The multitude then proceeded to go into enclosures like cattle-pens according to their tribes, and each tribe voted upon the measure under consideration. The decision was then taken not by the majority of the citizens, but by the majority of tribes, and it was announced by the heralds.
The Popular Assembly by centuries, comitia centuriata, was very similar in its character, except that instead of thirty-five tribes there were, in the third century B.C., 373 centuries, and there was a sacrifice as well as prayer to begin with. The centuries, originally military (like the "hundreds" of primitive English local government), had long since lost any connection with the number one hundred. Some contained only a few people; some very many. There were eighteen centuries of knights (equites), who were originally men in a position to maintain a horse and serve in the cavalry, though later the Roman knighthood, like knighthood in England, became a vulgar distinction of no military, mental, or moral significance. (These equites became a very important class as Rome traded and grew rich; for a time they were the real moving class in the community. There was as little chivalry left among them at last as there is in the "honours list" knights of England of to-day. The senators from about 200 B.C. were excluded from trade. The equites became, therefore, the great business men, negotiatores, and as publicani they farmed the taxes.) There were, in addition, eighty (!) centuries of wealthy men (worth over 100,000 asses), twenty-two of men worth over 75,000 asses, and so on. There were two centuries each of mechanics and musicians, and the proletarii made up one century. The decision in the comitia centuriata was by the majority of centuries.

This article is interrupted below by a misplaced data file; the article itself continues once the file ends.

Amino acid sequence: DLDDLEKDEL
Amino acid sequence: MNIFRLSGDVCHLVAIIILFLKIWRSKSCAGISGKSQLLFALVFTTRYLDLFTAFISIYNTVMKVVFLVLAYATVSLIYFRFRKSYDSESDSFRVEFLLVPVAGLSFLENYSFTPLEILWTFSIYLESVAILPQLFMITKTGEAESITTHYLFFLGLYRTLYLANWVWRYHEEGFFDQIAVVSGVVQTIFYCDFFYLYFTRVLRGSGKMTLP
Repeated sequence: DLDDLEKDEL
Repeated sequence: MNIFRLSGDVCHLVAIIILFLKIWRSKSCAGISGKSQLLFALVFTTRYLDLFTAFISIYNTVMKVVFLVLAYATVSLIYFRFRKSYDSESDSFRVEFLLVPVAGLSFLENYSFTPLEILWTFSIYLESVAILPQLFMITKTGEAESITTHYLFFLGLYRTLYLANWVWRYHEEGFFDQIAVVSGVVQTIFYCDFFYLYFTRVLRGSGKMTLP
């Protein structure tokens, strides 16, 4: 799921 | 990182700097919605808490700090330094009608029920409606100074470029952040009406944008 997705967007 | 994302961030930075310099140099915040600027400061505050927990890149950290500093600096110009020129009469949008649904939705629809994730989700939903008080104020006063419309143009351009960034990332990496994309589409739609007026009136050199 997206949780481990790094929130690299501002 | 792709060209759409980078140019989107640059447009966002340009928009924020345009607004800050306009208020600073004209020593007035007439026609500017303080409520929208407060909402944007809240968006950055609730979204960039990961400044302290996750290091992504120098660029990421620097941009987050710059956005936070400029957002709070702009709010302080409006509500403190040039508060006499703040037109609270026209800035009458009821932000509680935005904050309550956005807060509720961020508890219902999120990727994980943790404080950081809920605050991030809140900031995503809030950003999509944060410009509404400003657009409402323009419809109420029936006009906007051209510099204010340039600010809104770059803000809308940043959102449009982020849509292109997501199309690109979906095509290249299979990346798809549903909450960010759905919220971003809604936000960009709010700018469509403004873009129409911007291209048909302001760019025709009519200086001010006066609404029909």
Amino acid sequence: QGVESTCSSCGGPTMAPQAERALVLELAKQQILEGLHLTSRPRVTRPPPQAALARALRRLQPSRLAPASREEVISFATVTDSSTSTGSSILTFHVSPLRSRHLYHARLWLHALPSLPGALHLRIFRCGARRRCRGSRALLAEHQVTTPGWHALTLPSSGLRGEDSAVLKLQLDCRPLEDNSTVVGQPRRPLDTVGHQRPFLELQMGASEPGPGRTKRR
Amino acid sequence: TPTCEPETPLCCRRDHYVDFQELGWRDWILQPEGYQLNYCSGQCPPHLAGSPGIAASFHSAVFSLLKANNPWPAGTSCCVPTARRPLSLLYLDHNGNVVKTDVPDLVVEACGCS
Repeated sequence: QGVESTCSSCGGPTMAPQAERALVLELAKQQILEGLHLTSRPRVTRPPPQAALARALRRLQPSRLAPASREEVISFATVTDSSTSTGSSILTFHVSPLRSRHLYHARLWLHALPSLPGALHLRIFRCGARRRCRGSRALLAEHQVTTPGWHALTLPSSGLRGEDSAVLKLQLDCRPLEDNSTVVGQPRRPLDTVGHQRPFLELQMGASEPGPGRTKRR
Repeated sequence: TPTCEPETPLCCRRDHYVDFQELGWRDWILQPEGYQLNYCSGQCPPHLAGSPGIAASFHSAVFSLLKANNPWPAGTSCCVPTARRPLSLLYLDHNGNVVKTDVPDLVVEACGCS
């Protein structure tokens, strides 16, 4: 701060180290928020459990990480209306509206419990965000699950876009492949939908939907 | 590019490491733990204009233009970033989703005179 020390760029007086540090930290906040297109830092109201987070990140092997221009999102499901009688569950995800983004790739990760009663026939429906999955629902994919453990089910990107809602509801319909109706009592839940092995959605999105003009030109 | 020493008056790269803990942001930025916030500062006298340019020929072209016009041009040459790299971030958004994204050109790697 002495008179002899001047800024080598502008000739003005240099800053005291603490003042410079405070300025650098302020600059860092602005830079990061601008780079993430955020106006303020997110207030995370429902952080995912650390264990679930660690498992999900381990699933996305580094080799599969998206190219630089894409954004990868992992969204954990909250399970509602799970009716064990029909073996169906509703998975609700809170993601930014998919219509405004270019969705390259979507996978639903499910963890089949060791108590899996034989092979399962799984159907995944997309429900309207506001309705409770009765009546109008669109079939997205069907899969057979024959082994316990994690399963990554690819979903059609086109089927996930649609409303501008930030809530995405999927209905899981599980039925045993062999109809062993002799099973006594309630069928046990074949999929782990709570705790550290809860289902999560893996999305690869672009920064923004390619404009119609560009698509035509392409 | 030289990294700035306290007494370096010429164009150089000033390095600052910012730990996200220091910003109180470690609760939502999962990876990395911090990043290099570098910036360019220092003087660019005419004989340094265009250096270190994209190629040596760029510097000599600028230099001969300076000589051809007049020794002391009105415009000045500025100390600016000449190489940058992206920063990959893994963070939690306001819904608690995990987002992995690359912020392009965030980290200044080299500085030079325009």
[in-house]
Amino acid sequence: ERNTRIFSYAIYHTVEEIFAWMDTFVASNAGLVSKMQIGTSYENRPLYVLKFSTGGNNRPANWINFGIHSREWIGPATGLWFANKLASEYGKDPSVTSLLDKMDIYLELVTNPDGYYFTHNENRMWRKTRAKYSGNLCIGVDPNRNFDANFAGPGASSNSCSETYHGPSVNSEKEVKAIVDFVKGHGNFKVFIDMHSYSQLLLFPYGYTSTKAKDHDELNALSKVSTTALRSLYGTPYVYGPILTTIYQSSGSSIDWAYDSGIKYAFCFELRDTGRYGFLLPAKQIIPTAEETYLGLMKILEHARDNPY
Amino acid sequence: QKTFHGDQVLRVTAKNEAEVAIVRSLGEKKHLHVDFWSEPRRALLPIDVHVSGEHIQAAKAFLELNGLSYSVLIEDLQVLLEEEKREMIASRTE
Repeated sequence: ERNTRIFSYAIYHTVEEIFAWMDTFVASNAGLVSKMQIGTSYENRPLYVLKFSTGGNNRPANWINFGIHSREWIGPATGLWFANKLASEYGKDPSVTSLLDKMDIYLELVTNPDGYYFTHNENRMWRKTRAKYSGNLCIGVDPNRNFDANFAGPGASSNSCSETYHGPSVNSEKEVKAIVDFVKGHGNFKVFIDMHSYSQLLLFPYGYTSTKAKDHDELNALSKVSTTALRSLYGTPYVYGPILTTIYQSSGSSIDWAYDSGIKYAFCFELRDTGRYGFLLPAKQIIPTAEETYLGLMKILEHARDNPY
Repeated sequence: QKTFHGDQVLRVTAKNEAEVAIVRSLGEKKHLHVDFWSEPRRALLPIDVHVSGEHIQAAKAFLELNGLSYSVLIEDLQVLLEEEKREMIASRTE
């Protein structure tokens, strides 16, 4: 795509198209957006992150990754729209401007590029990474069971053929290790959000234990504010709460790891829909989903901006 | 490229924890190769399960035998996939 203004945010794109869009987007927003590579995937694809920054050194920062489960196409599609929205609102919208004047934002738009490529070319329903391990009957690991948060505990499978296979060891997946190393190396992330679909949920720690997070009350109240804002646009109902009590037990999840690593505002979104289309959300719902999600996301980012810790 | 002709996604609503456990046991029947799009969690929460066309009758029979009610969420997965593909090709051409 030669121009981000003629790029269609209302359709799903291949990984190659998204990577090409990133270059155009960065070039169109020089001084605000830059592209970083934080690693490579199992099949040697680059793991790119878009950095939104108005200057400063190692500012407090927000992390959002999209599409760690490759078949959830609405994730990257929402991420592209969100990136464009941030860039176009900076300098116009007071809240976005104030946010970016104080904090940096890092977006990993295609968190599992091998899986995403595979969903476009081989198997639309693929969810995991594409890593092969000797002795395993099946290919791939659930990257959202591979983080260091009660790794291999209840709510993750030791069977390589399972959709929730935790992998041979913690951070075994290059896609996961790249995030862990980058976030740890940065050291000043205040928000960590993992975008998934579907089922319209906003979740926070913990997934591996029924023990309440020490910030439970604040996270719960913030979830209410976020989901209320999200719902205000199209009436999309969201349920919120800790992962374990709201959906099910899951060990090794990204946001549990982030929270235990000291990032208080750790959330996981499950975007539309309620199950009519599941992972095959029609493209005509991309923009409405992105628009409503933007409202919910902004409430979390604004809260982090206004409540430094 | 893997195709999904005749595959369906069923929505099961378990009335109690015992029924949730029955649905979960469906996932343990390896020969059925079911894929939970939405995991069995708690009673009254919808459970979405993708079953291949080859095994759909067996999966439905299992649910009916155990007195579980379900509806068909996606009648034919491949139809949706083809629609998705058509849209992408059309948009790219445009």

Is it any wonder that with the growth of the Roman state and the complication of its business, power shifted back from such a Popular Assembly to the Senate, which was a comparatively compact body varying between three hundred as a minimum, and, at the utmost, nine hundred members (to which it was raised by Cæsar), men who had to do with affairs and big business, who knew each other more or less, and had a tradition of government and policy? The power of nominating and calling up the senators vested in the Republic first with the consuls, and when, some time